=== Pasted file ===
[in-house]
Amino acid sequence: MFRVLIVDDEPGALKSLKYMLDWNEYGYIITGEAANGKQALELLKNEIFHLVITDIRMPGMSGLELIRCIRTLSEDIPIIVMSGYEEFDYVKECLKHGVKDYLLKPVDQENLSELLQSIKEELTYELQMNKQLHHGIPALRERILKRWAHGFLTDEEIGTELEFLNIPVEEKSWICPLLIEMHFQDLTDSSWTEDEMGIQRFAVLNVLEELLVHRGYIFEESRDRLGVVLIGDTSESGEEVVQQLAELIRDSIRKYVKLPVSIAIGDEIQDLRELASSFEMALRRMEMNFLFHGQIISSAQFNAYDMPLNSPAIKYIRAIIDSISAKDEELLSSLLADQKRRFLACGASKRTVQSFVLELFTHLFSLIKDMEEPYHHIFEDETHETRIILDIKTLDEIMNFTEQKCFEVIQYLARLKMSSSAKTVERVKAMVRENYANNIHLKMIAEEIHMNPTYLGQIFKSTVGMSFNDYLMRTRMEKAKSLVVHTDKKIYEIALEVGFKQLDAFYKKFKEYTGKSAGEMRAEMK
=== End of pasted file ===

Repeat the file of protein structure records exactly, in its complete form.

[in-house]
Amino acid sequence: MFRVLIVDDEPGALKSLKYMLDWNEYGYIITGEAANGKQALELLKNEIFHLVITDIRMPGMSGLELIRCIRTLSEDIPIIVMSGYEEFDYVKECLKHGVKDYLLKPVDQENLSELLQSIKEELTYELQMNKQLHHGIPALRERILKRWAHGFLTDEEIGTELEFLNIPVEEKSWICPLLIEMHFQDLTDSSWTEDEMGIQRFAVLNVLEELLVHRGYIFEESRDRLGVVLIGDTSESGEEVVQQLAELIRDSIRKYVKLPVSIAIGDEIQDLRELASSFEMALRRMEMNFLFHGQIISSAQFNAYDMPLNSPAIKYIRAIIDSISAKDEELLSSLLADQKRRFLACGASKRTVQSFVLELFTHLFSLIKDMEEPYHHIFEDETHETRIILDIKTLDEIMNFTEQKCFEVIQYLARLKMSSSAKTVERVKAMVRENYANNIHLKMIAEEIHMNPTYLGQIFKSTVGMSFNDYLMRTRMEKAKSLVVHTDKKIYEIALEVGFKQLDAFYKKFKEYTGKSAGEMRAEMK